“Our young people are assets to be cultivated and nurtured; let’s begin treating them that way.”
— Jane Fonda
The state of youth unemployment and underemployment in Australia, is an issue of great focus for The Mentorship. Since 2017, we have been on a mission to better understand and importantly, help provide solutions to the growing problem of job insecurity in young people.
We believe that no matter your age or the industry you work in, it is important to consider how employment structures and systems and disadvantaging our youth, and where there are opportunities to provide support and resources. After all, the future of our local and global economy depends on the next generation, and the present depends on how willingly and effectively we all work together.
According to recent research conducted by non-profit organisation the Foundation for Young Australians, there are 47,000 young people aged 15 to 25 in Melbourne, Australia of which:
- 23% are unemployed and a further
- 13.4% are underemployed
Anecdotally, through working with university students and graduates in fields where there are no clear career pathways, The Mentorship has uncovered key reasons for such unemployment are as follows:
- Lack of experience
- Lack of opportunities (paid and unpaid)
- Lack of confidence in skill-set
- Lack of clarity in career pathway
- Fear of uncertainty and failure
- Inability to cope with rejection
- Competitiveness in industries
FYA has also reported that:
- 32,400 young people in Melbourne are in need of enterprise of skills such as communication, digital literacy and critical thinking.
- 9,400 young people in Melbourne will be in need of re-skilling as 50% of current workplace tasks will change.
Since 2006, the youth unemployment rate in Melbourne has grown from 14% to 23%.
In analysing the shifting trends in the workforce, The Mentorship also acknowledges the challenges from the perspective of employers and industry.
It is no secret that there is a disconnect between many (if not most) work environments and the young people they employ (or consider employing). There is a gap that must be bridged to ensure ongoing success and prosperity for both parties, not merely economically, but in a social and cultural sense as well.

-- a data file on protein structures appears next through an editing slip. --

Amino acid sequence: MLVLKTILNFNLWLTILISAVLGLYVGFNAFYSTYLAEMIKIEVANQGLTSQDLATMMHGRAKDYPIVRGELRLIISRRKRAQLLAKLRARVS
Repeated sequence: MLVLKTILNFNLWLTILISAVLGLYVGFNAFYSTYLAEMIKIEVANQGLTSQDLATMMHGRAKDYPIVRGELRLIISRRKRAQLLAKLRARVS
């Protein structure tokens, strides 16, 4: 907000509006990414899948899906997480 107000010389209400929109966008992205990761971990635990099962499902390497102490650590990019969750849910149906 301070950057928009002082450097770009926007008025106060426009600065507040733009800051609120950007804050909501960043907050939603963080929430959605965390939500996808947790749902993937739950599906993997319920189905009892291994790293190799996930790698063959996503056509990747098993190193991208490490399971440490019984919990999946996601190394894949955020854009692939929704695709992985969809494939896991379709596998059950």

It is crucial for employers to start listening to and providing opportunities for younger generations – if they are to evolve and stay relevant in what is now termed, Industry 4.0.
Whilst remaining profitable is the focus of every business, the strategises to do so must encompass much broader values and visions, those in which young people of today are highly attuned and passionate about pursuing.
In Deloitte’s 2018 Millennial Survey, it is clear that “Young workers are eager for business leaders to be proactive about making a positive impact in society- and to be responsive to employees’ needs.”
When considering an employer, these are the top priorities of Millennials:
- 63% pay
- 52% culture
- 50% flexibility
Employers must therefore remain open to new ideas and lifestyles in order to better accommodate and retain new employees.
As an example, the rigidity and often mundaneness of traditional 9-5 work structures no longer serve the younger generations, which as resulted in the rise of the ‘gig economy’.
Whilst forgoing full-time positions may not be ideal for all businesses, this presents an opportunity to explore short-term employment arrangements, contract or freelance roles – all of which can help a business trial new talent, make certain work processes more efficient and diversify their products and services through project collaboration with creative thinkers outside of their fixed employ.